Reopening air travel

Kashmir Times. Dated: 5/23/2020 1:19:15 AM

Decision to reopen air travel is welcome step, but it is more important that public transport including Railways are also reopened

The central government announcement on Wednesday resumption of domestic flights from May 25 in a calibrated manner appears to be in line with the decision to slowly reopen some sectors of the economy. But the government also needs to pay attention to public transport system like buses and trains, which are used by majority of the common masses for commuting from one place to the other. Only minute percentage of people uses the airlines for travel between the metropolitan cities and other big towns in the country. The move on air travel will come as a much needed relief for the beleaguered airlines industry after the commercial flights were suspended on March 25, with only cargo and special flights being allowed during the lockdown period. But the operation of the domestic flights is already facing hurdles in view of the guidelines that would stress on social distancing making it almost impossible to carry more than one-third of the passenger capacity of the aircrafts during the normal times. The airlines will operate only a fraction of their flights in the beginning and slowly scaling up the handling of the passengers later on. It is not an easy task for the airlines to stick to some of the guidelines as it will not be profitable to operate these flights on regular basis across India. However, with the Coronavirus continuing to spread, and most families likely to curb their extra-spending owing to the prevailing economic and health uncertainty, it is difficult to estimate the extent to which demand for air travel will revive in the near future. Metros such as Delhi and Mumbai, which are the worst affected by the virus and account for an overwhelming share of the total air traffic in the country, may not see demand recover meaningfully in the near future. Till the pandemic scare slows down, routes where the virus spread is more are likely to be less in demand. Moreover, as India will not be issuing any visas anytime soon, international operations of the domestic carriers will also remain suspended.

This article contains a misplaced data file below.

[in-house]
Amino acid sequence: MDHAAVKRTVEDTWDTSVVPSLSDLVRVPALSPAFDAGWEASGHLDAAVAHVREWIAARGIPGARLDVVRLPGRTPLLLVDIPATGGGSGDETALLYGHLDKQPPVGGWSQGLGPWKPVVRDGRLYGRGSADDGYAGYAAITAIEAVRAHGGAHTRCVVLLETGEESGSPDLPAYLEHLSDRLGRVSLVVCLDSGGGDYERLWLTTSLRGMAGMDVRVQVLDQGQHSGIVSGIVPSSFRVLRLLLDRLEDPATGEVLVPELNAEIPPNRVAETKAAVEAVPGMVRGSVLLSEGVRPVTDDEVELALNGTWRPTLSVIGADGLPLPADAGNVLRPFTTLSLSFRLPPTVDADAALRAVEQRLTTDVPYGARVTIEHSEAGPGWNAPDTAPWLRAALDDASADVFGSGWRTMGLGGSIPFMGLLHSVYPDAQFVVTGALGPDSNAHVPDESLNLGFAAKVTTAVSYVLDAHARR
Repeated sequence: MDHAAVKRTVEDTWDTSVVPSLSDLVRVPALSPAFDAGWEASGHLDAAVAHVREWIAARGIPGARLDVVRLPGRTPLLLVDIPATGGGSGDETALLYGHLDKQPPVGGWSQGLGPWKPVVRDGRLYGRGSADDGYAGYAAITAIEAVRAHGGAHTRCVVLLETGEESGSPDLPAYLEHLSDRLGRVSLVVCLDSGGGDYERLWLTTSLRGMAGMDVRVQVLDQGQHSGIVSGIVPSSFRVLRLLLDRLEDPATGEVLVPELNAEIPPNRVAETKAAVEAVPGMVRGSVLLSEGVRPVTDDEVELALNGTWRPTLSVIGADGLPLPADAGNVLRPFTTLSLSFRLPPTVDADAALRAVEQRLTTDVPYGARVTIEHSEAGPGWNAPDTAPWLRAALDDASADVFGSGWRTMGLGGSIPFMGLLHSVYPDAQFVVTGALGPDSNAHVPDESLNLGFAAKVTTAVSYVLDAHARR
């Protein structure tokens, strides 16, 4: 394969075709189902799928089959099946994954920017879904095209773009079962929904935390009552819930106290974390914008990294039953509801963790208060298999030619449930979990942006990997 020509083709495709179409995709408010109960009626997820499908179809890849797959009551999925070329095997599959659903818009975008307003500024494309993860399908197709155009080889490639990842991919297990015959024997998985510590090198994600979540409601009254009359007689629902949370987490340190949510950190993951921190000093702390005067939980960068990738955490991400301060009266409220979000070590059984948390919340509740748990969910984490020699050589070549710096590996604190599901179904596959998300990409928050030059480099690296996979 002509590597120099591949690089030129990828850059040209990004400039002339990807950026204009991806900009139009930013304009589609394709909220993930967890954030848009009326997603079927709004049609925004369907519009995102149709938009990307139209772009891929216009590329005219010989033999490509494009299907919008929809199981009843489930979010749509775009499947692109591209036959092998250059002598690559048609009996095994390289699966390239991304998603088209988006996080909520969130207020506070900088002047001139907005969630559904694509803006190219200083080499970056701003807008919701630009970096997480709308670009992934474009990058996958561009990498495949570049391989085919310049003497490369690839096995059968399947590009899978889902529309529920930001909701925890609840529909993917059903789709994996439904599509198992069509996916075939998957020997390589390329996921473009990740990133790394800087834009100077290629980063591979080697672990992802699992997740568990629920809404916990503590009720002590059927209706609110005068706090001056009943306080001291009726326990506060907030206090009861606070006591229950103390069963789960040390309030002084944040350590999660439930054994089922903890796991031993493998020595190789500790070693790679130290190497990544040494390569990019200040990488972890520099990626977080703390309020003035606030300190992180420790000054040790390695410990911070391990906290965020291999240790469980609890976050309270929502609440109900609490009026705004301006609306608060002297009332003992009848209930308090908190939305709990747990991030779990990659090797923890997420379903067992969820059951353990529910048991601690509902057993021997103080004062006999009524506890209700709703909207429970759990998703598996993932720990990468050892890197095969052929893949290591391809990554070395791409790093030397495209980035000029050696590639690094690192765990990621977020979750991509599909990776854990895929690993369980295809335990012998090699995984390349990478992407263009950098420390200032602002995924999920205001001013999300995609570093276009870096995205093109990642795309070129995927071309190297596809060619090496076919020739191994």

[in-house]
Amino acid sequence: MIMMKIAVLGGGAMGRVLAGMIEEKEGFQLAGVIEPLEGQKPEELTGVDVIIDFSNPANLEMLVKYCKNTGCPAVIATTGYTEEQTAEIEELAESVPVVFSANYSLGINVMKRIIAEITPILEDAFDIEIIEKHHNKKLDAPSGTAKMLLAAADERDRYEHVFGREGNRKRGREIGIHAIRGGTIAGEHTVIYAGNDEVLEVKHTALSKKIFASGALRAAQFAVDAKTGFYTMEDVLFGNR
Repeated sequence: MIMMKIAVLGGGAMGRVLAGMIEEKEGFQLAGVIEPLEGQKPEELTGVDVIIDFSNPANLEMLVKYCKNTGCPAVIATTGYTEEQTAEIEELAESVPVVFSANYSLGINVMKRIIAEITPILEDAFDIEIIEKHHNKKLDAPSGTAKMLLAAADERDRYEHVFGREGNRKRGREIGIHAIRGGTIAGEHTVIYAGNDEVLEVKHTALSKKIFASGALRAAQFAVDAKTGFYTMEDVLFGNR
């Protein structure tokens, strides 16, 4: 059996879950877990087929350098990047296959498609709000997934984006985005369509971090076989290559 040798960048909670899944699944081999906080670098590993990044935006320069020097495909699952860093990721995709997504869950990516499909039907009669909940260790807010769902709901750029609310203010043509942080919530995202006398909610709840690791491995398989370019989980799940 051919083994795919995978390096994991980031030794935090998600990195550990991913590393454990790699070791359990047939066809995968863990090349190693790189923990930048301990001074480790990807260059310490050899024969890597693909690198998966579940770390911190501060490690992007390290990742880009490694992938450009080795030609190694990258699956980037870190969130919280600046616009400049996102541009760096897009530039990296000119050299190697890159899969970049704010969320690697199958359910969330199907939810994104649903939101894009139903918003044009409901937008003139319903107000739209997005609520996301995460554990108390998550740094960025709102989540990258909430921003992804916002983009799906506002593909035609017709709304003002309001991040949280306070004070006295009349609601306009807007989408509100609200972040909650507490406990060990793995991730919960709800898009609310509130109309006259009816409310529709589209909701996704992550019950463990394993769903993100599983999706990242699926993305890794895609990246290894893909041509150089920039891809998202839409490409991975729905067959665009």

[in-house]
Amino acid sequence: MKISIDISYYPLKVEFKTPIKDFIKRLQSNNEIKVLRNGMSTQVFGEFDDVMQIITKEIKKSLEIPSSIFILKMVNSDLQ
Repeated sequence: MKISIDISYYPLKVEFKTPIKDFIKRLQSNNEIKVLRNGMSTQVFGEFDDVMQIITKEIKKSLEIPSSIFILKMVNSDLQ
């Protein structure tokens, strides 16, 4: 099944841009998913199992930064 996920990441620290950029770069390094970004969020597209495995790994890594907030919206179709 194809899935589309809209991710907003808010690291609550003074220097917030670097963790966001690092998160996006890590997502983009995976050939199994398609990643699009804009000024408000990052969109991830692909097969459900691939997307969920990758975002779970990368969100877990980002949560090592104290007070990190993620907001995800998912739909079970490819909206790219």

With the Centre having taken a decision to regulate airfare, with a range being prescribed for each route like, the Delhi-Mumbai airfare is capped between Rs 3,500 to Rs 10,000, the check up fares are unlikely to get profitable ticket selling in the market. The central government's rationale for doing so appears to be two-fold: Firstly, to ensure that tickets don't become exorbitantly priced for the traveller, and secondly, to prevent the stronger airlines from using their financial muscle to indulge in pricing that will hurt the financial viability of the competition, driving them out. While dynamic situation may call for dynamic response, it must be pointed out that price controls are counter-productive in the long run. Price controls usually lead to problems of shortages, rationing, deterioration of product quality, and even black markets. As such, governments should avoid the temptation of setting prices and, instead, allow the market to function. It's best not to interfere with market prices' mechanism. The issues of 'predatory and monopolistic pricing' are best left to the Competition Commission of India for examination, which takes into account market dominance, as well as underlying cost structures. The government has notified that the fares will be fixed only for a period of three months for the reason that this cannot become rule for the airlines. With the pandemic yet to be contained, airline operators and airports will need to ensure that the standard operating procedures on health and safety of passengers are followed in letter and spirit. The onus is also on passengers to ensure compliance with the notified protocols for their own and fellow passengers' safety. The airline operators and airport handlers will need to maintain the required discipline and norms of social etiquette. The main challenge is to control the spread of the Coronavirus, while allowing economic activities to resume gradually.

 

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